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In one of the most extraordinary alien conspiracy theories to date, many so-called “truth seekers” believe there is a seven-storey underground complex beneath Mount Archuleta on the Colorado-New Mexico border near the town of Dulce.
Dulce, New Mexico, is a small town with a population of just under 3,000, and is the tribal headquarters of the Jicarilla Apache Reservation.
The remarkable myth centres around claims that US military personnel and aliens cooperate together in the nearby base, with the government given alien technology in return for allowing extraterrestrial races to abduct and experiment on limited numbers of humans.
And it claims men hired to complete the base by drilling huge tunnels ended up in a violent stand off with “grey aliens” and 57 out of the 60 humans were slaughtered, in 1979.
ALIEN BASE? Claims have been made aliens are hidden below this mountain but images (right) are hoax.
The theory began in the mid to late 1970s when Gabe Valdez, a former New Mexico State Police trooper, claimed to find strange activity around mutilated cattle, including discarded gas masks and glow sticks.
He even claimed to find an foetus inside a dead cow, which was like a “cross between a human, a monkey and a frog” and speculated on radio the cows were being used as incubators for alien babies.
The late Paul Bennewitz, who had a PhD in physics, was researching classified government programs at Kirtland Air Force base in Albuquerque, New Mexico, during the seventies.
He picked up electronic signals near Dulce, and theorised they were coming from an underground base, before he suggested the Dulce theory in 1982.
The late Philip Schneider was next to ramp up the myth.
DEAD END: Several images online purporting to be inside the Dulce base were taken elsewhere.
I can’t conclusively prove Dulce Base doesn’t exist. But nobody can conclusively prove it does. Until that proof emerges from the ground, Dulce will remain a strange story created by troubled dreamers, not a house of alien horrors.
He went whistleblower to claim he survived an extraordinary battle at Dulce in 1979 and said he was an explosives engineer who worked for the US Government under high-level security clearance, to finish building the base using monster drills.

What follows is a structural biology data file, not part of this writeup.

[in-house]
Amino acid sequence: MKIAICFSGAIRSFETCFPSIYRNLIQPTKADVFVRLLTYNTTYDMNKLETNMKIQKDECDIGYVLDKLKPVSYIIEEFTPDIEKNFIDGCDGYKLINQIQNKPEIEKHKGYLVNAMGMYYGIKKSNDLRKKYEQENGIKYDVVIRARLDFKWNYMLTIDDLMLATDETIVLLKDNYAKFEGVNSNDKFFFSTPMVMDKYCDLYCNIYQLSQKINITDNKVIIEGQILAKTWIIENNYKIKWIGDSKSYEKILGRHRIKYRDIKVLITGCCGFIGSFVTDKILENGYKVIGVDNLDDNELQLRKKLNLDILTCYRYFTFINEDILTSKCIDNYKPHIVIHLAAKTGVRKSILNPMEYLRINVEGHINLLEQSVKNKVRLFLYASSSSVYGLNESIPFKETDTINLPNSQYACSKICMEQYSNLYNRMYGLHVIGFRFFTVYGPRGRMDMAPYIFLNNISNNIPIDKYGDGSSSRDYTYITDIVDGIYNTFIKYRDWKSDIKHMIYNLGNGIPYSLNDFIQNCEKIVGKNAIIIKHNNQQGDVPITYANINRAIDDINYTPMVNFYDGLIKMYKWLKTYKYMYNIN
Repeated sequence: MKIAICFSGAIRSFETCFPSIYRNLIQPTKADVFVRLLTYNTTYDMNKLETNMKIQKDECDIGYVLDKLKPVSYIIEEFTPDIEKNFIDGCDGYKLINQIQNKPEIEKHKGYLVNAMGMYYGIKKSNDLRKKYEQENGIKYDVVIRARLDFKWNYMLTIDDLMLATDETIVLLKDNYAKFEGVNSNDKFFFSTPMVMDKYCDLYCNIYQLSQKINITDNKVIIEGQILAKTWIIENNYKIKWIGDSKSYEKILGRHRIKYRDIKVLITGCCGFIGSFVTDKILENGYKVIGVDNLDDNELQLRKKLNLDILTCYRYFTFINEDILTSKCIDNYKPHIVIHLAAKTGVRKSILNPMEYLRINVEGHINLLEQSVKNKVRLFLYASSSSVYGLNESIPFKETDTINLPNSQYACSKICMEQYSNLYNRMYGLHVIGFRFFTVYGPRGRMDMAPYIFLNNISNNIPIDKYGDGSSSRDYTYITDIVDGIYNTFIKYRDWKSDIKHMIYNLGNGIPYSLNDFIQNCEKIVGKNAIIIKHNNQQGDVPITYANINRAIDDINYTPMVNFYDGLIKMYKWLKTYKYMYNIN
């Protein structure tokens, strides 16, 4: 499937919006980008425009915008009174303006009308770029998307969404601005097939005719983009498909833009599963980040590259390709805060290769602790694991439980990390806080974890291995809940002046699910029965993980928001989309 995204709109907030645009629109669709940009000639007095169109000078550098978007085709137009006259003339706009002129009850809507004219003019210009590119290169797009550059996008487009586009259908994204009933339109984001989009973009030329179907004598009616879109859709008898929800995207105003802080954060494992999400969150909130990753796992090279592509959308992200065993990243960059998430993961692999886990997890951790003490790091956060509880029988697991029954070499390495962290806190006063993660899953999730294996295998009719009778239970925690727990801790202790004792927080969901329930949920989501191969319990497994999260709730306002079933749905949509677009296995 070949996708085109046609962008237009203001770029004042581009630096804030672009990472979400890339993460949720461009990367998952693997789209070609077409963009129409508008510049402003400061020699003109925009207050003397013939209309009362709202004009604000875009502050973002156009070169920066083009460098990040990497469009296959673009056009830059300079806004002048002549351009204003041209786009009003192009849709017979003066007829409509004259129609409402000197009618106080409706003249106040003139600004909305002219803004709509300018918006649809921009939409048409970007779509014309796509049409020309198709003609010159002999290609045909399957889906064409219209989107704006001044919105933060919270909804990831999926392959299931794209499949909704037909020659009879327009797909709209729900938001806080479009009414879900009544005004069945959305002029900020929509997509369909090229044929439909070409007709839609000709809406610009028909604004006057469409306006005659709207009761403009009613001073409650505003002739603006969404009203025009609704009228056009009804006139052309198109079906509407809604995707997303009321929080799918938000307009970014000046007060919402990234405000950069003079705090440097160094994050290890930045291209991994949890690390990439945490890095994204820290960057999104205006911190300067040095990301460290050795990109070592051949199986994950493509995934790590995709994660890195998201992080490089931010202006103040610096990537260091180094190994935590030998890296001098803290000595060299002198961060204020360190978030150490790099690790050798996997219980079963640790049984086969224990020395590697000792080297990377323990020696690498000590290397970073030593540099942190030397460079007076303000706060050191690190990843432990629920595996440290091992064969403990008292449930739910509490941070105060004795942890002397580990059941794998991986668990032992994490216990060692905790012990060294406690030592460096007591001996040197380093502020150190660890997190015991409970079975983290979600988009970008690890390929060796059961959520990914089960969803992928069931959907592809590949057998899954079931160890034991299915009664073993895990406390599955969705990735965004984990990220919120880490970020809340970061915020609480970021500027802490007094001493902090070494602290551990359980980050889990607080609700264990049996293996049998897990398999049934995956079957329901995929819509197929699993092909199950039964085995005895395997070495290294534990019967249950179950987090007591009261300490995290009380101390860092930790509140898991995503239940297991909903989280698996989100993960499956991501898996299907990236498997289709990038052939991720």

Schneider claimed that during drilling he came face-to-face with a seven-feet tall “grey alien.”
In a tale from an alien horror flick, he said he shot and killed two aliens, but was blasted with a plasma ball that blew off some fingers.
He was saved by a US Green Beret, and in a battle that followed 57 people perished and three survived, including Mr Schneider, he claimed.
Many people have sought to debunk Mr Schneider’s claims, saying he claimed to work for the government for 17 years, but retired at 34, so would have started work at 17.
A former roommate also came forward to say Mr Schneider previously told them he lost his fingers working in eastern Oregon as a lineman.
HOAXED: These alleged pictures from inside the Dulce base were proved to be hoaxes.
The only other alleged “witness” to emerge was supposedly called Thomas Castello, an alleged security guard at the base.
He said he had seen people reported as missing locally taken to be experimented on, in the run up to the battle.
And his account was linked to purportedly leaked images of people held inside strange water-filled bags, and other so-called Dulce Base pictures which appeared online.
The images were later proved as hoaxes, taken from the Arnold Schwarzenegger film The 6th Day, released in 2000.
An article on Theblackvault.com, which exposed the images as hoaxed, said: ”Multiple online sources and viral posts, have circulated this photograph as having been leaked by Costello, then shortly after it was leaking, he and his family went missing.
“There is no evidence that I have found, that shows that Thomas Costello even exists.”
From 1988 to 1990 US Ufologist John Lear claimed to received “independent confirmation” that the Dulce base existed.
Writer Mike Rothschild investigated the myth for sceptical website skeptoid.com.
He said: “There are no real pictures of it. There is no physical evidence of roads or vents or doors or anything of the sort. Even though tens of thousands of people must have been involved in building, staffing and guarding the base, nobody has ever claimed with any credibility to have worked there or that their family member or friend was killed in a shootout or experimented upon.
“I can’t conclusively prove Dulce Base doesn’t exist.
“But nobody can conclusively prove it does. Until that proof emerges from the ground, Dulce will remain a strange story created by troubled dreamers, not a house of alien horrors.”
Political scientist Michael Barkun said Cold War underground missile installations dug out in the area gave “superficial plausibility” to the Dulce base myth.
He said claims about experiments on abductees and the battle put the Dulce legend “well outside even the most far-fetched reports of secret underground bases.”
Despite this, the area remains a hot bed of UFO activity, according to locals, which may well keep the myth alive.